This is a tutorial for making Crayon Cloisonne, a kid's art project that will use up all your old broken crayons. Make art, recycle crayons. Win, win. Find other kid's art projects and crafts on my Kid's Art Projects Pinterest Board here.
Support Kid's Art Projects: Learn about Blick's Art Room Aid, a site designed to help art teachers crowdsource funding for art supplies in their classrooms. Your local art teacher can create an art supply wish list, and everyone in your neighborhood can donate a little to fill it and make that art project happen. My local public school, Rosemont Elementary, has an art supply list you can donate to here.What is Cloisonne?
Cloisonne is an art form from ancient times, used for decorating metal pieces. It divides the colors which are usually made of enamel and separates them usually with wire or thin strips of metal. The name comes from "cloisons" which is "compartments" in French.
It was very popular in Western History in the Byzantine Empire from the 10th to the 12th century. In Eastern History, it was produced most often in the Ming and Qing Dynasties.
Crayon Cloisonne is a kid-friendly, safer version of this art form, which does not use metal or enamel, but does use up all your old broken crayons. And I know you all have a box of those in your house.
White paper (some thin, light-weight type)
Piece of Scrap Wood approximately 5"x 8" works nicely
Glue (any kid-safe kind/brand like Elmer's)
Masking tape 1" or wider
Shavings of crayons in multiple colors (Crayola brand melts the best but any kind will do)
Little cups to put crayon shaving in (save your snack pack lunch cups from jello or applesauce)
Oven OR Direct Summer Sunlight
White acrylic paint
Small Stiff Paint Brush
1. Unwrap and sort broken crayons by color. Then "shave" the crayons into little cups using a cheese grater. (This is messy, put down a big sheet of plastic or newspaper)
2. Trace the shape of your wood scrap onto paper in order to create a design that will fit perfectly onto the wood's dimensions. Then, on the paper, draw your design within the traced shape. Any subject matter is suitable as long as it can be created with large, simple shapes. (This is NOT a project for small, intricate designs)
3. Cut out your design and glue it directly onto surface of your scrap wook using a thin, even coat of glue to avoid ripples and buckling. Let it dry.
4. Cut the white string and glue it onto your drawn pencil lines. (Trace just a few pencil lines at a time squeezing the glue from the bottle, then lay the string on top of the glue.) For sharp corners or points in the design, it is best to cut the string to make a point, instead of trying to bend it. Once your entire design is laid in string, let it dry.
5. Put masking tape all around the edges of your scrap wood to make a 1/2" sticking-up wall that borders the scrap wood. This wall will prevent the overflow of melting wax down the edges of the scrap wood.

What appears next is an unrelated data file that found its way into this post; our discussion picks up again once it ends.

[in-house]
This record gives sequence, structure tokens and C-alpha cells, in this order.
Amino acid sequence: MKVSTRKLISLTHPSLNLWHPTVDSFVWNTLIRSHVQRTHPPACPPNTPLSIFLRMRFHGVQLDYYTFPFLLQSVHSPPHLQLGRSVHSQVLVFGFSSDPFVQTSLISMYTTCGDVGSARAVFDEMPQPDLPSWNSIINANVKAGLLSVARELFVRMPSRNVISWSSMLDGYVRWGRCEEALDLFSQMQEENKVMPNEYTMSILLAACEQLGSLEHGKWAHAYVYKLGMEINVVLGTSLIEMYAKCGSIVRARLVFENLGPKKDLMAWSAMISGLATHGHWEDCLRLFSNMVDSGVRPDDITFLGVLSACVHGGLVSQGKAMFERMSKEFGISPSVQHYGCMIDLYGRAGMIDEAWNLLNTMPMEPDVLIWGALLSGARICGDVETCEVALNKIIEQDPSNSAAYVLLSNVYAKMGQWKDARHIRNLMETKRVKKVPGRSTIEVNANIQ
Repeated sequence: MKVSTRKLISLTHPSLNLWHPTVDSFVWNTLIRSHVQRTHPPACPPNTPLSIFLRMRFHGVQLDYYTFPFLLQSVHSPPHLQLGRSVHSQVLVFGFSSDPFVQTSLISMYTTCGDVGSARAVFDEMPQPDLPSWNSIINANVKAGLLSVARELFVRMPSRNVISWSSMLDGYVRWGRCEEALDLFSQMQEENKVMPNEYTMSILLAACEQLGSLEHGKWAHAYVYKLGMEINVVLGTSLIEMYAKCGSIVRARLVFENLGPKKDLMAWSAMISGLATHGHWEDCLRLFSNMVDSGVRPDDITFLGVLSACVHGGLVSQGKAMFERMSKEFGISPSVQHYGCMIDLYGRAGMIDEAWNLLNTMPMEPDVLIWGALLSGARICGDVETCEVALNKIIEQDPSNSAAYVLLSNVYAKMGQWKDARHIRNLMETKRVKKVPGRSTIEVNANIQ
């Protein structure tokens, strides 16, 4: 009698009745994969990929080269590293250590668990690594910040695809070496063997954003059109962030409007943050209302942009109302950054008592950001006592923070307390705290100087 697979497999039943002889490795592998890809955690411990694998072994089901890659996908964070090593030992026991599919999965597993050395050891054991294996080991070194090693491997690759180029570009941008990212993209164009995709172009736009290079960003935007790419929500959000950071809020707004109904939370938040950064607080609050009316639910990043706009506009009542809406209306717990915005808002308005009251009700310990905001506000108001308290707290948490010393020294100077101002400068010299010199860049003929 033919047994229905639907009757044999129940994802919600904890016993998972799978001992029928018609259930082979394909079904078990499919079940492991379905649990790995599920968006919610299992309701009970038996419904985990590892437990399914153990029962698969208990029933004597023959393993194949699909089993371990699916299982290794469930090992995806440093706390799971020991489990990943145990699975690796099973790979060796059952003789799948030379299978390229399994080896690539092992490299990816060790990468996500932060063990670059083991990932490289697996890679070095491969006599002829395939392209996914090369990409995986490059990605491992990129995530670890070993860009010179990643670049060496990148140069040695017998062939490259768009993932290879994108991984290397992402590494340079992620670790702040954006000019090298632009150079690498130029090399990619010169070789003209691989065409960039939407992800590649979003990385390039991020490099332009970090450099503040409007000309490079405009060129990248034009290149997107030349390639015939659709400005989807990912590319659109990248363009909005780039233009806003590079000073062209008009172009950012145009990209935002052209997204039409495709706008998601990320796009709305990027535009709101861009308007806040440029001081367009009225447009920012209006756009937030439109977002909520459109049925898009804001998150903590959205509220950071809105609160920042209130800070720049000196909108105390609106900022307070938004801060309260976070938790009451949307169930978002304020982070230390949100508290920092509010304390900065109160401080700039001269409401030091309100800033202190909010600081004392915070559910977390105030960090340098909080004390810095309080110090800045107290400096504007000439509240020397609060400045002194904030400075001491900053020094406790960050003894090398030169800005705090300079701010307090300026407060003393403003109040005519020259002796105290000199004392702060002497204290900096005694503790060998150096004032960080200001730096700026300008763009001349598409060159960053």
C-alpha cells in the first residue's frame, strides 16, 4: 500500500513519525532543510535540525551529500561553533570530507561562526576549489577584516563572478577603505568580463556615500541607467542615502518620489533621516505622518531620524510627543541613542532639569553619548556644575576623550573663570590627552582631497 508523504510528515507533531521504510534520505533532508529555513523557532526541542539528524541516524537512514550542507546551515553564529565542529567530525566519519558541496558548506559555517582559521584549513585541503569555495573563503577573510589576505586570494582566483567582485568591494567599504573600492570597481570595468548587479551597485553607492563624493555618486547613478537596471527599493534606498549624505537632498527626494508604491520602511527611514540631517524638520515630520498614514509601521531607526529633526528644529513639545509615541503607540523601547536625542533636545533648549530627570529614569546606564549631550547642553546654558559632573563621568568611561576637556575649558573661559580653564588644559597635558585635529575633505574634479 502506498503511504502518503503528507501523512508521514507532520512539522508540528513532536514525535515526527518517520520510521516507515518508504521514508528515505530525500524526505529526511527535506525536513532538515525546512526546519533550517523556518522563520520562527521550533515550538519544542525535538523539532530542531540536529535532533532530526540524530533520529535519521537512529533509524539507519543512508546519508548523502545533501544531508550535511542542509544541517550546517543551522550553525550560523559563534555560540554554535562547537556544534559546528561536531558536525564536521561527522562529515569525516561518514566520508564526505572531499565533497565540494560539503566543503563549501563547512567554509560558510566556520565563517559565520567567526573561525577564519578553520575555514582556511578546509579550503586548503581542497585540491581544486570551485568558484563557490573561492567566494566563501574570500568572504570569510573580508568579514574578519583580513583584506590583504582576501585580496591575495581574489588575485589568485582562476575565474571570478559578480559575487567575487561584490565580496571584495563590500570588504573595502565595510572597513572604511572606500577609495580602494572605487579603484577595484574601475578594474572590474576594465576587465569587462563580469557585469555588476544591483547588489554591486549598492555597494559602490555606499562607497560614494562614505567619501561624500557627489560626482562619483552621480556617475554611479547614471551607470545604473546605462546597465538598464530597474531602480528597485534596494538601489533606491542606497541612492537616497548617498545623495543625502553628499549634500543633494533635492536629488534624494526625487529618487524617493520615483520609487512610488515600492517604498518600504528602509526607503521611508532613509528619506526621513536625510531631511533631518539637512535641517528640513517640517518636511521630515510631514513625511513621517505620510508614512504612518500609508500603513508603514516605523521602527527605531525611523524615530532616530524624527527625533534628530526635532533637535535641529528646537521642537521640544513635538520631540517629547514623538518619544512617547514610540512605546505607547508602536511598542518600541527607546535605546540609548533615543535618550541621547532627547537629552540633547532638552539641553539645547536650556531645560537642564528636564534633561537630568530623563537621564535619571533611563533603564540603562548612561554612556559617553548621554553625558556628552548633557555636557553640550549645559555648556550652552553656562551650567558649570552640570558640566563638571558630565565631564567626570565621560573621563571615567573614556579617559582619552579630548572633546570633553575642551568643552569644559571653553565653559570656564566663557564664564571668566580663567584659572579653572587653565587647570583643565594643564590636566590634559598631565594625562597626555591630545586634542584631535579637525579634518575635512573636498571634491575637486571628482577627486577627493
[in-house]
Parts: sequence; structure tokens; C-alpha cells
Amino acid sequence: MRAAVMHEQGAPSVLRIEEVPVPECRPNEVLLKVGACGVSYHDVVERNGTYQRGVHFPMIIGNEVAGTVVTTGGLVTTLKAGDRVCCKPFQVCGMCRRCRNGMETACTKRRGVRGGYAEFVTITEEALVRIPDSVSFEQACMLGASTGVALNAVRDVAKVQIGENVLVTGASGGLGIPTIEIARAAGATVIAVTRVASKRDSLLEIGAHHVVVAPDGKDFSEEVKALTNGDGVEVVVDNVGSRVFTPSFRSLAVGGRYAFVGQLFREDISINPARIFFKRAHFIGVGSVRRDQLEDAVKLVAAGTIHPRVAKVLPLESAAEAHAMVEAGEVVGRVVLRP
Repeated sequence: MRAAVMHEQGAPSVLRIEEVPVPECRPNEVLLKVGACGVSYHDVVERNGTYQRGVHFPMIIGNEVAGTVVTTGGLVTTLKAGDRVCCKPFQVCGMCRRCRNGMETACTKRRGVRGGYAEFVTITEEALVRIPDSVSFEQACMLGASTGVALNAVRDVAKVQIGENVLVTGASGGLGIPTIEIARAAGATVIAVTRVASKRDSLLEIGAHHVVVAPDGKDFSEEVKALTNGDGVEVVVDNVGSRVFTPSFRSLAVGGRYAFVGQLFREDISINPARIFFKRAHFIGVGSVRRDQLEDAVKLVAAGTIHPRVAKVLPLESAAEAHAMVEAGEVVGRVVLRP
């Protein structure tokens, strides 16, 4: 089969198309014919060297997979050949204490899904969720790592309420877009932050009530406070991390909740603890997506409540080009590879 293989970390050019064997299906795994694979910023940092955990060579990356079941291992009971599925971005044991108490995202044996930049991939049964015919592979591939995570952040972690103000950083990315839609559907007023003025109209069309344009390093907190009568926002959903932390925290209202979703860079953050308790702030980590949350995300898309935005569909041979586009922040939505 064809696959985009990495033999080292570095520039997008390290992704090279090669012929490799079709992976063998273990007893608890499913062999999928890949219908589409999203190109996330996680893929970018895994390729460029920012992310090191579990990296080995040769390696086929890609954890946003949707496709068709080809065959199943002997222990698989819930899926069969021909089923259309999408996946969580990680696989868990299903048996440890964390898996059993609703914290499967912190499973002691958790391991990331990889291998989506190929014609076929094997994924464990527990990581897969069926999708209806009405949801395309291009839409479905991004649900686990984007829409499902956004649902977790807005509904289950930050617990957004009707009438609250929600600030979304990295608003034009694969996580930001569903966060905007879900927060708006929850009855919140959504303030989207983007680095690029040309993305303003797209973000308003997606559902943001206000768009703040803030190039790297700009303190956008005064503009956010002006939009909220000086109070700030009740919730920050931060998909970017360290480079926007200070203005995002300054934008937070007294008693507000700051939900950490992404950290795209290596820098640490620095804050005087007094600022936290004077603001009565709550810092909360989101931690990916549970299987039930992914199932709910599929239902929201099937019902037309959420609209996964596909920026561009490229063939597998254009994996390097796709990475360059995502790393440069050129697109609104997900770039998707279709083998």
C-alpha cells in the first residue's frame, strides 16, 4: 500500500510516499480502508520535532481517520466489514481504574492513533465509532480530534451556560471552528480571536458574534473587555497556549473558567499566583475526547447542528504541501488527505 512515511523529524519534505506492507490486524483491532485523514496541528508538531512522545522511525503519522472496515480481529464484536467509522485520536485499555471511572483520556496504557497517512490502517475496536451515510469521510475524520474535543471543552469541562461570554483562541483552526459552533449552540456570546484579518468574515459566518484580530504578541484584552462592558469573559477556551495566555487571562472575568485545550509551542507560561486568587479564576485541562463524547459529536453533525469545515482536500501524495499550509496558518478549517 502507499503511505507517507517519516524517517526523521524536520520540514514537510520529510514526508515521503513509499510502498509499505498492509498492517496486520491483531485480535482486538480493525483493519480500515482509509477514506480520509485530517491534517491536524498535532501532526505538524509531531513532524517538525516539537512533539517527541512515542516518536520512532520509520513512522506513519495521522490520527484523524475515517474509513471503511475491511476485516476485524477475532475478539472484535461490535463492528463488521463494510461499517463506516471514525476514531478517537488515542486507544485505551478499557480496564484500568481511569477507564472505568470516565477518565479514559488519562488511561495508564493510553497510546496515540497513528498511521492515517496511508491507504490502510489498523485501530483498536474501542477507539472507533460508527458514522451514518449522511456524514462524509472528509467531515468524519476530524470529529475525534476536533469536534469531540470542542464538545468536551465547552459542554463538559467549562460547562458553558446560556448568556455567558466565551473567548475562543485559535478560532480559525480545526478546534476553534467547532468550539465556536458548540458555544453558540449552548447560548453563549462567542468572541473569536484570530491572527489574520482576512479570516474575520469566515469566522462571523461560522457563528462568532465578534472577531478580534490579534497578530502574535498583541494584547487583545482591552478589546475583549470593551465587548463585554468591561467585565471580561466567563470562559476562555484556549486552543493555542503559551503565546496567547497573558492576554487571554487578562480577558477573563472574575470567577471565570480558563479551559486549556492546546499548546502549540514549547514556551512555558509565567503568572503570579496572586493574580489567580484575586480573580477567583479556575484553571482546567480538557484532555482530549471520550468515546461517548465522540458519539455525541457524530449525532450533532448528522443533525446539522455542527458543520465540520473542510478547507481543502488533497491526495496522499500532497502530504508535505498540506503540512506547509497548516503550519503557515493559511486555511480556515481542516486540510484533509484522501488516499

6. Spoon, or pinch and sprinkle, the shaved crayon colors into your shapes being careful to cover the surface but not bury the string. Try and use as many colors as possible, keeping them separated by the string. Think about repetitions and patterns you can create. Important: Save one color to use in the background and do NOT use it in the subject matter. This helps with the visibility of the subject matter. Be sure and cover the entire surface leaving no shapes or background unfilled.
7. If it is summer time, simply set the mock cloisonnes out on a flat surface in the direct sun where they won't be disturbed. Check them periodically after the initial 20 minutes, and bring them in once all colors have liquefied. If it is any other time of year, preheat your oven to 175 degrees. Once temperature is set, place them on baking sheet or aluminum foil sheet and "bake" them for 25 minutes. Allow them to cool and melted crayon to reset solid.
8. Remove the tape and paint the edges of the scrap wood completely. Also paint the string which will have absorbed some of the crayon's pigment while melting. (If you turn your paint brush horizontally and dab the stings rather than using a traditional stroke, you will have better results.)
Why art is important at my house.
We put a major importance on art at my house. After all, I did go to art school. I've been in an art career my whole adult life, and I'm trying to get back into an art career at this very moment. We take our children to free museums, theater, concerts, and galleries on a regular basis.
The Arts are as important to my children's education as math, science, and reading. The thinking a child uses to create art lays the foundation for and develops their imaginative idea-generating and critical thinking skills, and these skills are key to life long self-confidence and self-discipline says Americans for the Arts.
According to Adopt the Arts, studies have shown that kids who participate in visual arts express their ideas in more complex language than other students. More complex language equals better grades in school, y'all. Quinn and Luka both take art classes, not only at school, but outside of school at our neighborhood art center. I pay for that with change I find in the sofa.
About Stacy the Art Teacher
I'm going to be featuring Kid's Art Projects on Mommy's Wish List this year, with the help of one of our fantastically creative local public school art teachers, Stacy from Rosemont Elementary. Luka is so lucky to have Stacy as his art teacher both at school, and in the summer. She has some great projects lined up for my kids and yours this year. We hope you enjoy making them.
Subscribe to Mommy's Wish List so you don't miss the upcoming Art Projects for Kids series.